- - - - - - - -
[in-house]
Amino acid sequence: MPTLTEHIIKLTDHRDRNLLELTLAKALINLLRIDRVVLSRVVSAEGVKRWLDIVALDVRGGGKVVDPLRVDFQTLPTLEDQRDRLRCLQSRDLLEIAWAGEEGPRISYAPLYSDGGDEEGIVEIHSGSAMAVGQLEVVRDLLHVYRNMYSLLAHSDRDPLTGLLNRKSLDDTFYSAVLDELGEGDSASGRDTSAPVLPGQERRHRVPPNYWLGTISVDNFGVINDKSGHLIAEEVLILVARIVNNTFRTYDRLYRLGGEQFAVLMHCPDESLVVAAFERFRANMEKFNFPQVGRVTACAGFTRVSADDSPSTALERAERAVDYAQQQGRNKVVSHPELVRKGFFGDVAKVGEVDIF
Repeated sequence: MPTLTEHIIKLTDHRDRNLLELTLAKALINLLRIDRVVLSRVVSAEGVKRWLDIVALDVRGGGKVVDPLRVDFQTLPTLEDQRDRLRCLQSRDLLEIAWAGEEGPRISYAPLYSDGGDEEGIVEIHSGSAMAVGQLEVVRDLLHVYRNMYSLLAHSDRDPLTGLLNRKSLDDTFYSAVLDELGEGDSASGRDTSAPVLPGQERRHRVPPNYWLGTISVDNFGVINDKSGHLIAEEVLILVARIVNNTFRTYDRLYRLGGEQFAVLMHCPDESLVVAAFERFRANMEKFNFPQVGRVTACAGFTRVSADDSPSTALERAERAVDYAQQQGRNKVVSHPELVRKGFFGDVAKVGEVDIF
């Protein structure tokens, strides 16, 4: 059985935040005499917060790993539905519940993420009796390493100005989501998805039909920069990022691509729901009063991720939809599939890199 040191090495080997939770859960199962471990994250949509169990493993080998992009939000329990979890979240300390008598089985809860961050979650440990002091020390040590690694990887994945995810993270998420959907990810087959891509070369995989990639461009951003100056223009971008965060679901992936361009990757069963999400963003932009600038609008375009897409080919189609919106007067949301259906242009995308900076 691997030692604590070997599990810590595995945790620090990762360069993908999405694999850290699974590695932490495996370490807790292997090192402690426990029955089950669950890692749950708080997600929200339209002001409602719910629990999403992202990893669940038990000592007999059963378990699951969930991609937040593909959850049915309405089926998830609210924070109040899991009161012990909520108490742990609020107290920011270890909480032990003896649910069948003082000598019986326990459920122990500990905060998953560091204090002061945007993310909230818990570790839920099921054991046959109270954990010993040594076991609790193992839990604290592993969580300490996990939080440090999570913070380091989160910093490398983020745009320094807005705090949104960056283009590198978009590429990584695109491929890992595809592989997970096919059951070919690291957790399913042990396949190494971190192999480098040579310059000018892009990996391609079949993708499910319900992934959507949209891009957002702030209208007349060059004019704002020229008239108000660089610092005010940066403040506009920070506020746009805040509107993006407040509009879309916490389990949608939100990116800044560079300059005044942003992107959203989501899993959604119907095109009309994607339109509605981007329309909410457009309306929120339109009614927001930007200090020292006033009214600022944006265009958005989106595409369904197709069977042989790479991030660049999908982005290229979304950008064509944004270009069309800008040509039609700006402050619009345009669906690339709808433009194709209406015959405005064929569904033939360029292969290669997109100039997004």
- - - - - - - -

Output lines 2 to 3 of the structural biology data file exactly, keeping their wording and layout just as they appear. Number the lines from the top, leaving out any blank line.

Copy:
Amino acid sequence: MPTLTEHIIKLTDHRDRNLLELTLAKALINLLRIDRVVLSRVVSAEGVKRWLDIVALDVRGGGKVVDPLRVDFQTLPTLEDQRDRLRCLQSRDLLEIAWAGEEGPRISYAPLYSDGGDEEGIVEIHSGSAMAVGQLEVVRDLLHVYRNMYSLLAHSDRDPLTGLLNRKSLDDTFYSAVLDELGEGDSASGRDTSAPVLPGQERRHRVPPNYWLGTISVDNFGVINDKSGHLIAEEVLILVARIVNNTFRTYDRLYRLGGEQFAVLMHCPDESLVVAAFERFRANMEKFNFPQVGRVTACAGFTRVSADDSPSTALERAERAVDYAQQQGRNKVVSHPELVRKGFFGDVAKVGEVDIF
Repeated sequence: MPTLTEHIIKLTDHRDRNLLELTLAKALINLLRIDRVVLSRVVSAEGVKRWLDIVALDVRGGGKVVDPLRVDFQTLPTLEDQRDRLRCLQSRDLLEIAWAGEEGPRISYAPLYSDGGDEEGIVEIHSGSAMAVGQLEVVRDLLHVYRNMYSLLAHSDRDPLTGLLNRKSLDDTFYSAVLDELGEGDSASGRDTSAPVLPGQERRHRVPPNYWLGTISVDNFGVINDKSGHLIAEEVLILVARIVNNTFRTYDRLYRLGGEQFAVLMHCPDESLVVAAFERFRANMEKFNFPQVGRVTACAGFTRVSADDSPSTALERAERAVDYAQQQGRNKVVSHPELVRKGFFGDVAKVGEVDIF